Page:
Taiwan’s President Tsai Ing-wen addressed a welcome banquet in New York. Photo: Handout

With the poaching of two of Taipei’s diplomatic allies this month, Beijing’s leadership is breaking out the baijiu – celebrating what they believe to be a significant victory in the battle to limit the Republic of China’s international presence.

Just days ahead of the October 1 celebration of the 70th anniversary of the founding of the People’s Republic of China (PRC), which has never ruled Taiwan, the Solomon Islands and Kiribati were both lured away from recognizing Taiwan with the promise of riches from Beijing.

The decision by Honiara to drop its 36 years of political allegiance to Taipei was reportedly influenced by the promise of US$500 million in financial aid and the prospect of China’s investment in a major gold mine. Curiously, the same day Solomon Islands dropped its recognition of Taiwan as an independent country, a subsidiary of the China Railway Group signed an $825 million contract to develop the above project. Kiribati was reportedly lured away by the promise of funding for commercial aircraft.

With the loss of Solomon Islands and Kiribati as diplomatic allies, Taipei has seen seven countries switch their allegiance to Beijing since Taiwanese President Tsai Ing-wen took office in 2016. Taipei now maintains diplomatic relations with the Vatican and 14 countries, mostly small nations in Central America and the Pacific, that continue to recognize the island as an independent nation.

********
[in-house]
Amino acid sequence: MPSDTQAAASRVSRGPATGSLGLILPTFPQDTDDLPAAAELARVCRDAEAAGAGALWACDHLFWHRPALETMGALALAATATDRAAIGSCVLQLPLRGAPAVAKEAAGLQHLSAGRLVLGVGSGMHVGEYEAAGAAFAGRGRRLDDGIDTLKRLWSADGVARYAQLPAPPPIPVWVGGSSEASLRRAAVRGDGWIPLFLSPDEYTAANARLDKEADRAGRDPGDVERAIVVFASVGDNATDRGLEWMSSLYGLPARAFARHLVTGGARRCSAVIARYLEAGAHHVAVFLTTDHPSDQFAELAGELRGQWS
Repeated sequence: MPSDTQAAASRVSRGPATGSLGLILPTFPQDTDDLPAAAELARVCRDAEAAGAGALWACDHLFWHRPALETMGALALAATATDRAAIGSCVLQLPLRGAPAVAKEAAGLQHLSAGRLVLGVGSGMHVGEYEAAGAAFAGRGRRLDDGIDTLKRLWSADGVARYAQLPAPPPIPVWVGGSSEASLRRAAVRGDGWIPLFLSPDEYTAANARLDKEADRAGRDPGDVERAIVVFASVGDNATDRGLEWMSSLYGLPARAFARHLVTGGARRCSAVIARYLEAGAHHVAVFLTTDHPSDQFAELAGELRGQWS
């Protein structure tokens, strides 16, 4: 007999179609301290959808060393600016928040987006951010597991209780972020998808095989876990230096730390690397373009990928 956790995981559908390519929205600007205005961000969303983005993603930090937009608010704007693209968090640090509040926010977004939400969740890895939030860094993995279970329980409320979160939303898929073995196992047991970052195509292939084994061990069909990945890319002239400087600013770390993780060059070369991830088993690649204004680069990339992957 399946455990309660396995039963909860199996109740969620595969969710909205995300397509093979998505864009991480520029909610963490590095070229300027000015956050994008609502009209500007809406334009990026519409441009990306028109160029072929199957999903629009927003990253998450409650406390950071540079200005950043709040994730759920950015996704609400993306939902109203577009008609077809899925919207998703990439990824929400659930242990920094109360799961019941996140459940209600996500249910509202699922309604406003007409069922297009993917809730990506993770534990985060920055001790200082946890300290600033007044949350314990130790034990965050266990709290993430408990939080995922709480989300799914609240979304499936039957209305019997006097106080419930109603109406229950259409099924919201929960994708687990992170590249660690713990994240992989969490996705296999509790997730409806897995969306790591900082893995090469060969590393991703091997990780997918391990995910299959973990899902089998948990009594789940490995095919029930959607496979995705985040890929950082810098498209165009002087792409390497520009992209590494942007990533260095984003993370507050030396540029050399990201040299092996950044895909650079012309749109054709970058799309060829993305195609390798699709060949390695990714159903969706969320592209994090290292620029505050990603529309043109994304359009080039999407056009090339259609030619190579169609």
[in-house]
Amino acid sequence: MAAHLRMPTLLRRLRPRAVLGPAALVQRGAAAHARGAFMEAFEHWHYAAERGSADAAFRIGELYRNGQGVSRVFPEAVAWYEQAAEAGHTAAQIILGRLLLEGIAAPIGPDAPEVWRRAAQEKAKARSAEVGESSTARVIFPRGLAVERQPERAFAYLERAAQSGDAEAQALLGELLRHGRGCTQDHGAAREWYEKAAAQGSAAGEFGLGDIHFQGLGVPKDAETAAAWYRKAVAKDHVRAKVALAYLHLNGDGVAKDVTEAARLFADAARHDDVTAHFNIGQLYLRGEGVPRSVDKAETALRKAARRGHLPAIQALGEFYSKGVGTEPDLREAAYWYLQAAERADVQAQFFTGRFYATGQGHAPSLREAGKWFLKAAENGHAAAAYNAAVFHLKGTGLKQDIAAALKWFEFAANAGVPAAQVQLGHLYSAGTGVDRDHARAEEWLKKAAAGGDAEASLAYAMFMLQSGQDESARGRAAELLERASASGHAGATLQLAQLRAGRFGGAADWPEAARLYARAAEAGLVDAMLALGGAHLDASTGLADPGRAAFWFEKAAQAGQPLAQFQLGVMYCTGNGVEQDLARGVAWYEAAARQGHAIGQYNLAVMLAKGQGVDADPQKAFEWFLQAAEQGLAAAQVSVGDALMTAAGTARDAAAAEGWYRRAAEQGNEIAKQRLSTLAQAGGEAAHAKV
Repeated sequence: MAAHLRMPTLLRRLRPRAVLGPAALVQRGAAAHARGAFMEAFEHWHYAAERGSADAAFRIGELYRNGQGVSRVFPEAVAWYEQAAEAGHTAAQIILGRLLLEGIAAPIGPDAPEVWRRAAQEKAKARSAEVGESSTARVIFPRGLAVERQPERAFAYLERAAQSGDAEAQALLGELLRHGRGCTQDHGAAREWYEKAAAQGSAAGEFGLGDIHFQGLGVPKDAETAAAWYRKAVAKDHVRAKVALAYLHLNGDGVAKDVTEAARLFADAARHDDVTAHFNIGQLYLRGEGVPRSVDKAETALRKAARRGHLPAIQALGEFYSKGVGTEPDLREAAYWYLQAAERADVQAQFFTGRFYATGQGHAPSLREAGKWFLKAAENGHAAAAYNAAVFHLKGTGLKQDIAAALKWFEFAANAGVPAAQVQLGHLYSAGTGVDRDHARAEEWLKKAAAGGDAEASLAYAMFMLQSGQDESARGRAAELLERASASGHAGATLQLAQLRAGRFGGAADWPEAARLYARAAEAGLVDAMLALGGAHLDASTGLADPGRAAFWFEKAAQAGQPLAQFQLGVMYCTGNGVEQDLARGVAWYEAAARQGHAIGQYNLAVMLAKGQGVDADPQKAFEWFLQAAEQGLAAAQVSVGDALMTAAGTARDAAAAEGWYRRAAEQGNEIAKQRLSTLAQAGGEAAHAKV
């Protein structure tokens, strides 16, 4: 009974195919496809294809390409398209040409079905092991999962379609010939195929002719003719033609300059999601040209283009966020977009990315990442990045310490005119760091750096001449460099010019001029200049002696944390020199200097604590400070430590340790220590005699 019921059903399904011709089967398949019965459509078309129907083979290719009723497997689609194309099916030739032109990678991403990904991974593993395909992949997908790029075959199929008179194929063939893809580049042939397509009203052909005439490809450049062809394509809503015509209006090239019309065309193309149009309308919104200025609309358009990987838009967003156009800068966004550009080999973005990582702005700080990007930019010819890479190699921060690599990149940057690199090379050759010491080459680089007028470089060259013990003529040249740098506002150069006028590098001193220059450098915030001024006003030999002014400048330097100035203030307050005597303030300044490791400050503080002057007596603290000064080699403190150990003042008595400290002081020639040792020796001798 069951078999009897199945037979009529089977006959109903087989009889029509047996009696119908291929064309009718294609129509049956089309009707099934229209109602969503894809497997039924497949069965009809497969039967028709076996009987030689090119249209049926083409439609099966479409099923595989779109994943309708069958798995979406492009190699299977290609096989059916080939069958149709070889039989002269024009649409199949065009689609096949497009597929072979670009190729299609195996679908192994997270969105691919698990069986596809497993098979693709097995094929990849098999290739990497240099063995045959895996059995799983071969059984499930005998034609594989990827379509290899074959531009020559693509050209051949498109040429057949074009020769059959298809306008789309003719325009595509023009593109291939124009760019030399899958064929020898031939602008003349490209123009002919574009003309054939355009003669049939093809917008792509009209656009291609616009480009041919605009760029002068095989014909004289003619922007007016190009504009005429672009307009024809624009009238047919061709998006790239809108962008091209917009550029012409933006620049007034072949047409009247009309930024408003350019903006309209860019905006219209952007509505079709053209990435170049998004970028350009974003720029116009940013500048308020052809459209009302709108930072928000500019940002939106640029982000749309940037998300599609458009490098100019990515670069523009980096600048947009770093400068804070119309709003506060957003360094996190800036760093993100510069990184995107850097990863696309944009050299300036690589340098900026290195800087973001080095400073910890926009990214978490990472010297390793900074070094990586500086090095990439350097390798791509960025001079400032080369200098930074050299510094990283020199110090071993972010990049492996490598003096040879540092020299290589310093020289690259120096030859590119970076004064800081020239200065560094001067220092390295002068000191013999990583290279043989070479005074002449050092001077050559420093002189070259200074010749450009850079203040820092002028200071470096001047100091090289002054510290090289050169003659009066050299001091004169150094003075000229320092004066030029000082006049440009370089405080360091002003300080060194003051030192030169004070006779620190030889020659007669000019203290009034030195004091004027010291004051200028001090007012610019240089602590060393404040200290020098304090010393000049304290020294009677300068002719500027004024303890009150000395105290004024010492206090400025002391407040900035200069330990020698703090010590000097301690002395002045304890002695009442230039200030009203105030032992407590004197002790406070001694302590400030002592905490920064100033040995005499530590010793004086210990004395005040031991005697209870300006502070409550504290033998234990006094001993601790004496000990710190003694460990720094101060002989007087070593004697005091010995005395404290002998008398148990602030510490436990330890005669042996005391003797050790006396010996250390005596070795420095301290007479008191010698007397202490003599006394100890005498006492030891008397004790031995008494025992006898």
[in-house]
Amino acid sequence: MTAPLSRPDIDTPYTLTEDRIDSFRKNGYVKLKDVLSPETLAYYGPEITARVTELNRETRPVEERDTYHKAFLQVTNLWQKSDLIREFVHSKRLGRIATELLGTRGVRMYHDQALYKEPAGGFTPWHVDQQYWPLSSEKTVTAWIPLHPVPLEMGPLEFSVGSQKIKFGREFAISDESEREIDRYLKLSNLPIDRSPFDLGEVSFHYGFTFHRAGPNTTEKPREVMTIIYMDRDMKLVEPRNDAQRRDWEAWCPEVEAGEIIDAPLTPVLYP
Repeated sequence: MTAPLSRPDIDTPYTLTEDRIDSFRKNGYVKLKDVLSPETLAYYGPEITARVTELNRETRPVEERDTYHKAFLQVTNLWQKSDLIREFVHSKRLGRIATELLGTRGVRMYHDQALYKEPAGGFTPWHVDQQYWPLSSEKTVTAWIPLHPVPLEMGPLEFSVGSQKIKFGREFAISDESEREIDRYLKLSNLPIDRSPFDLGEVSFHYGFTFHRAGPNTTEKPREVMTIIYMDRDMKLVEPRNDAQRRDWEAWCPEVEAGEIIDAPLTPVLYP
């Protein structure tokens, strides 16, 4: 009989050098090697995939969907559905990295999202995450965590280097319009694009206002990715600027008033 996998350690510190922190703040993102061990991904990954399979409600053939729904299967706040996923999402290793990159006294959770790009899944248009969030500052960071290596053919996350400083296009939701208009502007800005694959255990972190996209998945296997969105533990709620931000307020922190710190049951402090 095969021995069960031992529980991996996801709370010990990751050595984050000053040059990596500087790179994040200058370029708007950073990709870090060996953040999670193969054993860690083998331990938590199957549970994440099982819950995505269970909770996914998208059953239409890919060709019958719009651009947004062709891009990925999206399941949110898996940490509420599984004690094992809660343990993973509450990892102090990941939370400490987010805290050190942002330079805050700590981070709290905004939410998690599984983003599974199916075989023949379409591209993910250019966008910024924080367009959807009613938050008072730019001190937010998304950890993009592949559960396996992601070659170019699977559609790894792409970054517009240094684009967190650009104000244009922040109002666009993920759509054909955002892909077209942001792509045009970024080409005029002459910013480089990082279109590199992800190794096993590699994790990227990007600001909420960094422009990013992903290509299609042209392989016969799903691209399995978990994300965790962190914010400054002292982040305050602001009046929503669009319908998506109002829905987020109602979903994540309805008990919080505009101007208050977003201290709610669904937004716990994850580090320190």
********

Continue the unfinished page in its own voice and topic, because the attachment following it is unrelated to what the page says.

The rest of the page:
The loss of more diplomatic allies also comes amid pressure from Beijing to discredit Tsai’s foreign-policy credentials prior to her attempt at another presidential term in the run-up to elections in January 2020. Since the status-quo-minded Tsai and her independence-leaning Democratic Progressive Party took power, Beijing has ceased official communications with Taipei, stepped up military exercises near Taiwan, blocked access of Taiwanese officials to international forums, banned individual visits to Taiwan by its nationals, threatened the profits of multinational companies that refer to Taiwan as a nation, and, using promises of financial support, persuaded several of Taipei’s diplomatic allies to withdraw recognition of Taiwan.